Refugees “just dumped off” in Chattanooga; try to communicate with neighbors

This must be refugee-news-story-dump day.  Just when I have other things I have to do, and thought I could get away from the computer, along comes one more story that should be posted today (hat tip to a friend from TN).

From the Times Free Press:

Evariste Simbananiye has a furnished apartment but prefers squatting on the floor. Photo: Dan Henry

Evariste Simbananiye lives in a fully furnished apartment in Boynton Terrace but prefers squatting, as he did in his native Burundi, to sitting in a chair.

Simbananiye, 64, is among a handful of refugees from at least three countries who live in or near the public housing facility. They’ve been there since 2007, but Boynton residents say some refugees still don’t have the support they need to adjust to a new culture and language.

Another Burundi refugee has had so many apartment fires that some residents say he shouldn’t use the stove. Instead of using a pot or pan to hold his cooking food, he holds it directly over the electric burner, much as he would have done with a fire in his homeland.

Before coming to the United States under a federal resettlement program, these refugees may only have known life in a refugee camp. Once here, they often cling to their old way of life because they can’t communicate well enough to understand and adapt to cultural differences.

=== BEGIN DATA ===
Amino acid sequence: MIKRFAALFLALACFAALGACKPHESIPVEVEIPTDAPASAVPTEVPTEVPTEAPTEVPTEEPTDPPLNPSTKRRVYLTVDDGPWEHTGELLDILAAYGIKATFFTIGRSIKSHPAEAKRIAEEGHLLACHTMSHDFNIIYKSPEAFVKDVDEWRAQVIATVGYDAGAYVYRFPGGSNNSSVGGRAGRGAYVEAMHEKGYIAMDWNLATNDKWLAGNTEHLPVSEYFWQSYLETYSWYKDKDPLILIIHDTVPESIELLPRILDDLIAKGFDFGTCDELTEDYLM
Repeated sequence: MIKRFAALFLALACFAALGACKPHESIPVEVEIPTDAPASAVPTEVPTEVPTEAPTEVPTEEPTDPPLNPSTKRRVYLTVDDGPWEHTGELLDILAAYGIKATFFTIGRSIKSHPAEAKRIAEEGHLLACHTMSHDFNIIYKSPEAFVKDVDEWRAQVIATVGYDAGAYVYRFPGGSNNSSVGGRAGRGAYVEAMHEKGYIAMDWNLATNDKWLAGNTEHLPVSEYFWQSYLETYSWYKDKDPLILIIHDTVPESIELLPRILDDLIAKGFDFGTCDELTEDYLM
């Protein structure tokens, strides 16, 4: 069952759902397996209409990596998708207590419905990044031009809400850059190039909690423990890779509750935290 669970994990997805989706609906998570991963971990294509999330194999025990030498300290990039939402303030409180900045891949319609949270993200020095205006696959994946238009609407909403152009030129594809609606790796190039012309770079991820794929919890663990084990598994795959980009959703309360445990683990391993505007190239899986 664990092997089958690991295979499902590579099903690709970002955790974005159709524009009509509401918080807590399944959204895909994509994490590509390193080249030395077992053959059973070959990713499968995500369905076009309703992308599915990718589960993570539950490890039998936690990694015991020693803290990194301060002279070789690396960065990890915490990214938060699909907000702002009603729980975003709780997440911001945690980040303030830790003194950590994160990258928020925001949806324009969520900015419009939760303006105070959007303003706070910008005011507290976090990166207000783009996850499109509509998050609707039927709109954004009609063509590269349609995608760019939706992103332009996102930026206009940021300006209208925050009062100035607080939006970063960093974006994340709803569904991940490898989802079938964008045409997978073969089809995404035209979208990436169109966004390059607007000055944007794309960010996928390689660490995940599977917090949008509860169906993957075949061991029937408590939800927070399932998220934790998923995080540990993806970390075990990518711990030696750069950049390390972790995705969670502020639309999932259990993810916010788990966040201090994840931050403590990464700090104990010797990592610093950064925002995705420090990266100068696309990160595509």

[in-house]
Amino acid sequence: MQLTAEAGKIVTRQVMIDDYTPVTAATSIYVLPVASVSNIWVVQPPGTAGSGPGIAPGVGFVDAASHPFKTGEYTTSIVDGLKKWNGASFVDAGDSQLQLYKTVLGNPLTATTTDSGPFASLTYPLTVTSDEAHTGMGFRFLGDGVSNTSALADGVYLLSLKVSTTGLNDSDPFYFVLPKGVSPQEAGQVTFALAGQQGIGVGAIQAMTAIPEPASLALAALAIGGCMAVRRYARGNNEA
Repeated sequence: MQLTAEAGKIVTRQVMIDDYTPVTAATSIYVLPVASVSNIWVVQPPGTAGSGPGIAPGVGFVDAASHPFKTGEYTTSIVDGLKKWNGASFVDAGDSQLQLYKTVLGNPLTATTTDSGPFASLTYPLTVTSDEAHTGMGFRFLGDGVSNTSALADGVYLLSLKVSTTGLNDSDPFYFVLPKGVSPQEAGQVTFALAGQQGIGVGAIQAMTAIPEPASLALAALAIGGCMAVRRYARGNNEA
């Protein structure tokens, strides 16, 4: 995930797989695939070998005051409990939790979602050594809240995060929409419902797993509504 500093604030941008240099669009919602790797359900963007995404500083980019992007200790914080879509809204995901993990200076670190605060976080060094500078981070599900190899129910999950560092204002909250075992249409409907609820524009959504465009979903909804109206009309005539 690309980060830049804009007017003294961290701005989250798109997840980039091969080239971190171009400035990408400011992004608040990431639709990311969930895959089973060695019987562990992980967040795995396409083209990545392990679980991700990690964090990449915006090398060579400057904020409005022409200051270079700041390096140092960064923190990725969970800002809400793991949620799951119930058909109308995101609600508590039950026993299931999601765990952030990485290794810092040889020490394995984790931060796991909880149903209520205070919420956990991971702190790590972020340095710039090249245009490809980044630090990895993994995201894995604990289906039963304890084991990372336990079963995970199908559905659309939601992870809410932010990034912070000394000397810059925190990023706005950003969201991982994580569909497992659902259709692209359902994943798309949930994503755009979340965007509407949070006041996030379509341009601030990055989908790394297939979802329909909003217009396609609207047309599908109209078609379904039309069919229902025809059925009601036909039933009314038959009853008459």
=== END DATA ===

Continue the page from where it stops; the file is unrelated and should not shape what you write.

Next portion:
“They were brought here and just dumped off,” said Bennie Haynes, president of the Boynton Terrace Resident Council.

The result can be friction with neighbors, and even public safety or health problems.

One of the things Boynton Terrace residents say needs to be communicated is not to use the bathroom in public places like the elevator.

So, I wonder why Bridge Refugee Services is closed (did the State Department shut them down? hmmmm!)

Two people from Burundi and one from the Sudan live in Boynton Terrace, said Haynes. Two families from Cuba and another from the Ukraine live in Boynton or other public housing buildings, according to Bridge Refugee Services.

The federal program to relocate refugees has closed, so no more are expected to come, said Marina Peshterianu, coordinator of Bridge Services.

Thousands of refugees fled war-torn Burundi in 1972. Some spent 30 years in refugee camps before being resettled here and elsewhere.

Between 2005 and 2008, Bridge brought about 80 of the Burundian refugees to Chattanooga.

Most have since relocated to other areas, said Peshterianu.

Simbananiye is 64 years old, has been here for going on 6 years, is unemployed and can’t speak English!!!!  He obviously lives off of the kindness of the US  and Tennessee taxpayers!

So, I guess one day we will be paying for his nursing home care too and the poor nurses won’t understand what the heck he is saying.  So much for Christian charity brought to you by Church World Service!

Endnote:  Back in 2007, Bridge, a subcontractor of CHURCH WORLD SERVICE, was the subject of one of the first posts I wrote at RRW and it was about the agency filing a lawsuit (with CAIR and the ACLU) to block the FBI from getting some information it wanted on Iraqi refugees who had passed through Tennessee.

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